Sharknose Goby, Gobies, Small Cleaner Fish

I guys and gals, I have a cute little Sharknose Goby, Gobiosoma evelynae resting in a little pocket of brain coral for you all today. These little fish as you may or may not know are known for engaging in symbiosis with other marine creatures by providing them cleaning service that consists of getting rid of ectoparasites on their bodies. In return, the Sharknose Gobies obtain their primary source of food, ectoparasites. Sharknose gobies are very small, torpedo-shaped fish. Although sizes vary slightly by species, they are generally about (1.5 inch) long. They have dark bodies with iridescent stripes running from the tip of the nose to the base of the caudal fin.

Mr. Saltwater Tank TV Friday AM Quick Tip: The Best Advice For Fish Food

Your college days may be filled with memories of living off just Top Ramen. Your fish don’t need the same memories.

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Free Swimming Caribbean Reef Octopus at Night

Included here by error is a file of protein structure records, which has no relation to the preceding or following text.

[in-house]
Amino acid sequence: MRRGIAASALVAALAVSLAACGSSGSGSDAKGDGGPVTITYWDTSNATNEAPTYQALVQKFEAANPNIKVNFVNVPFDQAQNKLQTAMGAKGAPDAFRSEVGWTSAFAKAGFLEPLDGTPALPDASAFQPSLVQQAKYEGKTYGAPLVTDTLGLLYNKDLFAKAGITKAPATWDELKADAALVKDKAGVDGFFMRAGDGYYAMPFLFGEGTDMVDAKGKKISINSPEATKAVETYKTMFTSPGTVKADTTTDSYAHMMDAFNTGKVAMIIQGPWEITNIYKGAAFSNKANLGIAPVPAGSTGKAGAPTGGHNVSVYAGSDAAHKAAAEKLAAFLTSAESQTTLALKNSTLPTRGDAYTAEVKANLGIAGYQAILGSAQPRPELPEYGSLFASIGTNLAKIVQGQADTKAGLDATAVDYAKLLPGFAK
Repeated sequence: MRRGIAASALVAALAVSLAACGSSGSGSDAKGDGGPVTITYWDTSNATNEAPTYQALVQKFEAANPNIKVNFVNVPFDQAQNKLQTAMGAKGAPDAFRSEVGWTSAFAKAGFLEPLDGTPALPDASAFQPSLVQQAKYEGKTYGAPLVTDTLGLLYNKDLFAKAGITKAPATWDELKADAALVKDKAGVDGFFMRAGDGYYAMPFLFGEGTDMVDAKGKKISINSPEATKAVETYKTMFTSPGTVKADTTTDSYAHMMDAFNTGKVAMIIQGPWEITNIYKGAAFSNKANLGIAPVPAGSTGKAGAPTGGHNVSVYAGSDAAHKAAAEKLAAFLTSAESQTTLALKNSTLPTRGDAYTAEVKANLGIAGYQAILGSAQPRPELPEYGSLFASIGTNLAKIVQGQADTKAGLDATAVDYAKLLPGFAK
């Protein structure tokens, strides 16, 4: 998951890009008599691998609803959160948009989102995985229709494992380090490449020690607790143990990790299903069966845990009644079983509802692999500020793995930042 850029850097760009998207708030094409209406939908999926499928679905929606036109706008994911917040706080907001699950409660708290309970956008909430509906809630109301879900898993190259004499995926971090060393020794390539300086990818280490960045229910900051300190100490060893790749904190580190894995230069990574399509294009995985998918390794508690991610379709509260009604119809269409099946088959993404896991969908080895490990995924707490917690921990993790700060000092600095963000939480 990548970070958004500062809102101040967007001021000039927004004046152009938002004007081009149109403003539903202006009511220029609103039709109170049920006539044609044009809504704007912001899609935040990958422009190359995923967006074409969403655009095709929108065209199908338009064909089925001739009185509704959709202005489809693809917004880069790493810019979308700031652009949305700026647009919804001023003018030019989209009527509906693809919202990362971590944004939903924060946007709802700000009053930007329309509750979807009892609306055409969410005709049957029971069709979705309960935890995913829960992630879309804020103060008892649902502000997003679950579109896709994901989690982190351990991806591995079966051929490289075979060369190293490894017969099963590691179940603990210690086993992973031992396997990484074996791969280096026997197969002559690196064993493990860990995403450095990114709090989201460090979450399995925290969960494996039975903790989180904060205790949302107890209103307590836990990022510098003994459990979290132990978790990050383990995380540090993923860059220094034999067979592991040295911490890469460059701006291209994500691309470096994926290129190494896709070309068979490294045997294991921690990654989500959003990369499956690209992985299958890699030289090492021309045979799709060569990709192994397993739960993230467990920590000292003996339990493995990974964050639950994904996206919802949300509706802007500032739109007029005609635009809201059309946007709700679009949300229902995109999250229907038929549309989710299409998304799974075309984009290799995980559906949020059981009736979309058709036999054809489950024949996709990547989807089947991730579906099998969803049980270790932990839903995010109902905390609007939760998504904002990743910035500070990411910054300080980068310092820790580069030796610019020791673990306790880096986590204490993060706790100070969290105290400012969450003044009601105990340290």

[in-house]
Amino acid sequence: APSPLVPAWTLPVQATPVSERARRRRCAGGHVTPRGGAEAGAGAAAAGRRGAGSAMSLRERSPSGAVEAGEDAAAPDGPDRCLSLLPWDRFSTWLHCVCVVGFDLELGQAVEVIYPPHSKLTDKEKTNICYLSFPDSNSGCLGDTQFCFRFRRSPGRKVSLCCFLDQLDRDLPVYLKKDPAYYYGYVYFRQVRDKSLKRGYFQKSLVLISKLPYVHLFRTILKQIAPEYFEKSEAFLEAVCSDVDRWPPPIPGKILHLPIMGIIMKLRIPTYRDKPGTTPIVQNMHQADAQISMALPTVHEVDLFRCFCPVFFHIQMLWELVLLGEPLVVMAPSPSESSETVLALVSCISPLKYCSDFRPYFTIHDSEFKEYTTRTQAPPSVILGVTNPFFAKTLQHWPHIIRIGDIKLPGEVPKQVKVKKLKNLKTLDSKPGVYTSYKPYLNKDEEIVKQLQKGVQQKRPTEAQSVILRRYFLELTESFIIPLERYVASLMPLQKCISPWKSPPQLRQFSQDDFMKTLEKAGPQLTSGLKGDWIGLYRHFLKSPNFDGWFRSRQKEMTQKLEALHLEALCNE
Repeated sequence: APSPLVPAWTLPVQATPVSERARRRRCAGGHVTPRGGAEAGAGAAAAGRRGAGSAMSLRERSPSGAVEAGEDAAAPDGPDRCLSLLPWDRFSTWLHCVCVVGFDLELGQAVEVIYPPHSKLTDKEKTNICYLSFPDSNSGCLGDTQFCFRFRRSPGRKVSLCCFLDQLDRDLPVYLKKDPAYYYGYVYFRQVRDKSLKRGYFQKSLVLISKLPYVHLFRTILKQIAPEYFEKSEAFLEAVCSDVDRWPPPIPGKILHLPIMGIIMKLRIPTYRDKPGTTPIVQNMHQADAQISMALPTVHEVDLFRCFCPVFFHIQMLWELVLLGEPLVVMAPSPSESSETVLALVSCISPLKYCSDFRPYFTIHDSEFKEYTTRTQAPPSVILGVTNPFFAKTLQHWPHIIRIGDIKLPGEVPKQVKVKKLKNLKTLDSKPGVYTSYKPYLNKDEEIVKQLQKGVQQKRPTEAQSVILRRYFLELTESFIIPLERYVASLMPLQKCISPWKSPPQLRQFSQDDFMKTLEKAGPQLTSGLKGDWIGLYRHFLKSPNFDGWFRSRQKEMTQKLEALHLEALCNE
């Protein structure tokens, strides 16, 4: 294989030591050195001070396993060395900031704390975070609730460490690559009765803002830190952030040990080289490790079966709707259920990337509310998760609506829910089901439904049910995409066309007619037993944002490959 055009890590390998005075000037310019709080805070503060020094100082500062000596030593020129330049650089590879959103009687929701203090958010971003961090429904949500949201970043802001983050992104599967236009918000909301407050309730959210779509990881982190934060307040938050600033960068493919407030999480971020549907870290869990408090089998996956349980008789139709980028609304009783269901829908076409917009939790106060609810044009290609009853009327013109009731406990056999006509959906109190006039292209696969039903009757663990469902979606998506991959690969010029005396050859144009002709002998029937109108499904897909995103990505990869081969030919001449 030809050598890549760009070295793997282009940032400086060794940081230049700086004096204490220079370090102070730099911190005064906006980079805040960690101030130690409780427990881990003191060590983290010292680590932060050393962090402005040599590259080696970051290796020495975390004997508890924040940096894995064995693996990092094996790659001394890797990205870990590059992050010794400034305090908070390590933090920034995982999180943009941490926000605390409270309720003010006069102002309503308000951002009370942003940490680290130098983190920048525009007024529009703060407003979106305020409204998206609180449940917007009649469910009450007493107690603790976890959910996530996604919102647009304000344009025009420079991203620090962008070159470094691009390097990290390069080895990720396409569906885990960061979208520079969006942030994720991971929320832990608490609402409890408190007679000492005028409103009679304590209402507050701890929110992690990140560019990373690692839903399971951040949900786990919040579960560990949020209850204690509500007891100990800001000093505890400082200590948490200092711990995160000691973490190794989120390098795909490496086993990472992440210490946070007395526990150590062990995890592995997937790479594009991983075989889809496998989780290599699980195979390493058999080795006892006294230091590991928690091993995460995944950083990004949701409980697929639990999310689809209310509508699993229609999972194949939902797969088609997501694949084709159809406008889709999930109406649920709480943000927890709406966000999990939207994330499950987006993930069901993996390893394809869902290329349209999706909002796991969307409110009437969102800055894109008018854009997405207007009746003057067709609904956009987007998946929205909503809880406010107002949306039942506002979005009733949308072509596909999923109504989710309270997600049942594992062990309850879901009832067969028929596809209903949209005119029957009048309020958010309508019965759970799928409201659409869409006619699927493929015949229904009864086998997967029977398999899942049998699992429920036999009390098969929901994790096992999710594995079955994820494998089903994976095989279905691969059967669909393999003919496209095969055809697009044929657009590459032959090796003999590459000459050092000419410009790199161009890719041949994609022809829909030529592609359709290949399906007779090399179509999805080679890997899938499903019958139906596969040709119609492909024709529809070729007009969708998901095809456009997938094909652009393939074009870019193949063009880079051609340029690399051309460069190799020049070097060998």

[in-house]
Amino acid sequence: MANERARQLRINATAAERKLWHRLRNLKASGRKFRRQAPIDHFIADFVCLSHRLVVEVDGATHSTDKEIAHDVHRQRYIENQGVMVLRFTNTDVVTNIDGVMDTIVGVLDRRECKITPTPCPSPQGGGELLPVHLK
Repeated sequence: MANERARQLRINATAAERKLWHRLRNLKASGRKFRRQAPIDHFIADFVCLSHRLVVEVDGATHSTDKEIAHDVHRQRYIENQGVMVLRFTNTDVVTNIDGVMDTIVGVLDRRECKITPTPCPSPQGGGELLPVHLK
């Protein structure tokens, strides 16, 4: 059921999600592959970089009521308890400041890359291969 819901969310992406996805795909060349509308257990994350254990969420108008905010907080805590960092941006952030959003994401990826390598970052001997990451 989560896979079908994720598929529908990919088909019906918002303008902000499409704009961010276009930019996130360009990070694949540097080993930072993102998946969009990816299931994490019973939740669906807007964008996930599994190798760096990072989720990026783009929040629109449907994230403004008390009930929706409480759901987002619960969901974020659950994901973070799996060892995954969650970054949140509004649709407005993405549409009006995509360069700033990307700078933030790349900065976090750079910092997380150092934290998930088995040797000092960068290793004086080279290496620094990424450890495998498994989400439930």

Hi gang, I know I’m late again, what can I say?? The first thing I did this morning was to setup my camera and take off the sea for an hour and a half dive, what a great way to start the day. My goal for the dive was mainly to test my newly fixed camera housing that had a broken electrical connection last week but thanks to Bruce (one of our sub pilots) it’s working again like a charm. Bruce is our “Master of everything” around here!! He not only pilots the sub, he fixes and repairs any and everything on it, runs the crane, does electrical repairs for me all the time, he’s a crazy great diver, and on and on!! So while on my dive this morning I spotted a Peppermint Basslet at 75 feet and once he saw me he went into hiding somewhere deep in the reef and I never saw him again!

Reef Threads Podcast #156

One of those little fairy wrasses.We return once again, this week to discuss progress with Christine’s tank, the typhoon in the Philippines, Dana Riddle’s lighting research, flow, food, photographing coral with flash, and reef logs. Download the podcast here, or subscribe to our podcasts at iTunes. Also, follow us on Twitter at reefthreads.—Gary and Christine Christine’s tank Riddle’s lighting Flash and coral photography

The Open Brain Coral (Lobophyllia)